Ideally, we work where salaries are high and live where prices are low.
Q: How does education play a role in my salary?
"The role that education level plays in your salary depends on the nature of the job and the relevance of your education," Brennan says. "More formal education or advanced credentials in the specific field of work or occupational area will carry some weight in starting-salary offers."
A telemarketing candidate with a degree in communications, for example, would justify a higher starting salary because she would be productive immediately versus an applicant who would need training. If the same candidate applied as a suicide-prevention-line counselor, her communications degree might only meet the minimum requirements and therefore, she would probably earn less than an applicant with a master's degree in clinical psychology, Brennan says.
Q: How are wages and salaries set and how do they vary by organization?
Wages and salaries are set according to a unique blend of external market competitiveness and internal equity considerations at each employer, Brennan says. Every organization has its own way of paying people, and many variables -- such as organization revenue size, number of employees, profitability, pay history, corporate culture, geographic location, competitive labor analysis, benefits and perks, and ease of commute -- are factors.*
"Every enterprise has to compete in an open market for human talent. They all have to pay enough to attract, retain and motivate competent workers," Brennan says. "Those who pay too low fail to attract or retain decent workers and must either raise their entry salary or do without new hires. Those who pay too high will have long lines of applicants for every opening, but they better be much more profitable or more efficient than their competition or they may spend themselves out of business.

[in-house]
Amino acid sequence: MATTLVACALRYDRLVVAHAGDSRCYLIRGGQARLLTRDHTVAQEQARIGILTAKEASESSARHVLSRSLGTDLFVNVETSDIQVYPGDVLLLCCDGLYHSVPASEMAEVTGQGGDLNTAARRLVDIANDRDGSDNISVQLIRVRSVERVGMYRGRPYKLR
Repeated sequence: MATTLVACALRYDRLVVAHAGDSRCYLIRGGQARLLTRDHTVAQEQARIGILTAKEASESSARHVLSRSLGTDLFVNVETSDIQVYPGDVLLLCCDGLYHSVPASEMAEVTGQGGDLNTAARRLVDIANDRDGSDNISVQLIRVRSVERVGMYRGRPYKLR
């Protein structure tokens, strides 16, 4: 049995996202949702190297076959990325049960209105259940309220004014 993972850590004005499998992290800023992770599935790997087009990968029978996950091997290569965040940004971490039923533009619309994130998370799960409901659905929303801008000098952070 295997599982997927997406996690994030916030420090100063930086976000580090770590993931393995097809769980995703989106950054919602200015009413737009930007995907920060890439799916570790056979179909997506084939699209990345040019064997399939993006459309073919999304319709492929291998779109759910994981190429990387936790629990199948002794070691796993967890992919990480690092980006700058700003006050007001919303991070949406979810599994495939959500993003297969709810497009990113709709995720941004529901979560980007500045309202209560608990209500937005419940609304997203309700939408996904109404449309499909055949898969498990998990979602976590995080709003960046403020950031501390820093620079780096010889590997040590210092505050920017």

"Despite the basic truth that everyone pays according to what the market requires, no two entities pay exactly the same. Beyond the minimum starting rate, employers all vary in their practices, even for similar organizations of the same size within the same city and in the same industry," Brennan says. "No two will agree on exactly what their 'competitive market' is for all jobs, how it is defined or what their target pay should be. Once an employer has paid enough to hire someone, the cash paid above that amount is totally up to the entity. Pay always reflects a particular employer policy on the intended role of salary within their mix of total compensation elements, of which base salary is merely one."
Q: What is total compensation?
Compensation is more than base pay. If a high-paying job comes with miserable duties, no benefits or unsafe working conditions, you're probably better off in a job you like, getting paid less, with generous benefits, Brennan says.
Elements of your total compensation include*:
· Base pay (quoted in hourly, weekly, monthly or annual figures)
· Bonus pay (including individual performance programs, profit sharing, etc.)
· Premium pay (including hazard pay, geographic differential pay, holiday pay, shift differentials, etc.)
· Benefits (medical, dental, life insurance, payment for time not worked, tuition reimbursement, retirement plans, etc.)
Remember that compensation is only one part of the package when determining whether or not to accept a job. Hopefully, this will give you a starting point on knowing what you're worth.
"People don't work for bread alone, but the bread still better be right," he says.
*Information from SalaryExpert.com
Rachel Zupek is a writer and blogger for CareerBuilder.com. She researches and writes about job search strategy, career management, hiring trends and workplace issues.